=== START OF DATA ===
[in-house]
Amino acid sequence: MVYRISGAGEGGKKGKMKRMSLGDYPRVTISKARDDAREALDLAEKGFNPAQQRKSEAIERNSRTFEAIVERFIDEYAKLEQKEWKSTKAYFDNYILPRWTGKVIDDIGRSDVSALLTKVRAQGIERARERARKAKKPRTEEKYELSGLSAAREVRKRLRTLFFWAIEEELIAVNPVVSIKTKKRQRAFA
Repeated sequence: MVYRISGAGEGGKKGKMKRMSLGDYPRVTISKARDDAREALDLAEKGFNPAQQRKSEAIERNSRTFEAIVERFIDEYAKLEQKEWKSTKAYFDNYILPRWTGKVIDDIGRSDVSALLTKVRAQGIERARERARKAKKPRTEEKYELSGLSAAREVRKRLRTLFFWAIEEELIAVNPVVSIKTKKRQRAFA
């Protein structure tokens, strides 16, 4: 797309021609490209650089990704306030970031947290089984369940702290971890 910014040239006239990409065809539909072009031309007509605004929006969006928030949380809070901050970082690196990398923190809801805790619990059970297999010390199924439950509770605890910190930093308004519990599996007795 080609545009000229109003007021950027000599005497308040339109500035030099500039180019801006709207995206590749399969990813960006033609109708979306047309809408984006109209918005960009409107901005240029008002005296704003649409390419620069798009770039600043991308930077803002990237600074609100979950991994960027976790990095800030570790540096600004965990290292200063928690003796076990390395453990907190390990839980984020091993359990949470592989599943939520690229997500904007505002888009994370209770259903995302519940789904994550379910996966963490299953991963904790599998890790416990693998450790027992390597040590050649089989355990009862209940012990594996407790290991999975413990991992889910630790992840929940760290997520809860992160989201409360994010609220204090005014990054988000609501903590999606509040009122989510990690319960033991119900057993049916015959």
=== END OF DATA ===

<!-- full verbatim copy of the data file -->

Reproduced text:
[in-house]
Amino acid sequence: MVYRISGAGEGGKKGKMKRMSLGDYPRVTISKARDDAREALDLAEKGFNPAQQRKSEAIERNSRTFEAIVERFIDEYAKLEQKEWKSTKAYFDNYILPRWTGKVIDDIGRSDVSALLTKVRAQGIERARERARKAKKPRTEEKYELSGLSAAREVRKRLRTLFFWAIEEELIAVNPVVSIKTKKRQRAFA
Repeated sequence: MVYRISGAGEGGKKGKMKRMSLGDYPRVTISKARDDAREALDLAEKGFNPAQQRKSEAIERNSRTFEAIVERFIDEYAKLEQKEWKSTKAYFDNYILPRWTGKVIDDIGRSDVSALLTKVRAQGIERARERARKAKKPRTEEKYELSGLSAAREVRKRLRTLFFWAIEEELIAVNPVVSIKTKKRQRAFA
């Protein structure tokens, strides 16, 4: 797309021609490209650089990704306030970031947290089984369940702290971890 910014040239006239990409065809539909072009031309007509605004929006969006928030949380809070901050970082690196990398923190809801805790619990059970297999010390199924439950509770605890910190930093308004519990599996007795 080609545009000229109003007021950027000599005497308040339109500035030099500039180019801006709207995206590749399969990813960006033609109708979306047309809408984006109209918005960009409107901005240029008002005296704003649409390419620069798009770039600043991308930077803002990237600074609100979950991994960027976790990095800030570790540096600004965990290292200063928690003796076990390395453990907190390990839980984020091993359990949470592989599943939520690229997500904007505002888009994370209770259903995302519940789904994550379910996966963490299953991963904790599998890790416990693998450790027992390597040590050649089989355990009862209940012990594996407790290991999975413990991992889910630790992840929940760290997520809860992160989201409360994010609220204090005014990054988000609501903590999606509040009122989510990690319960033991119900057993049916015959």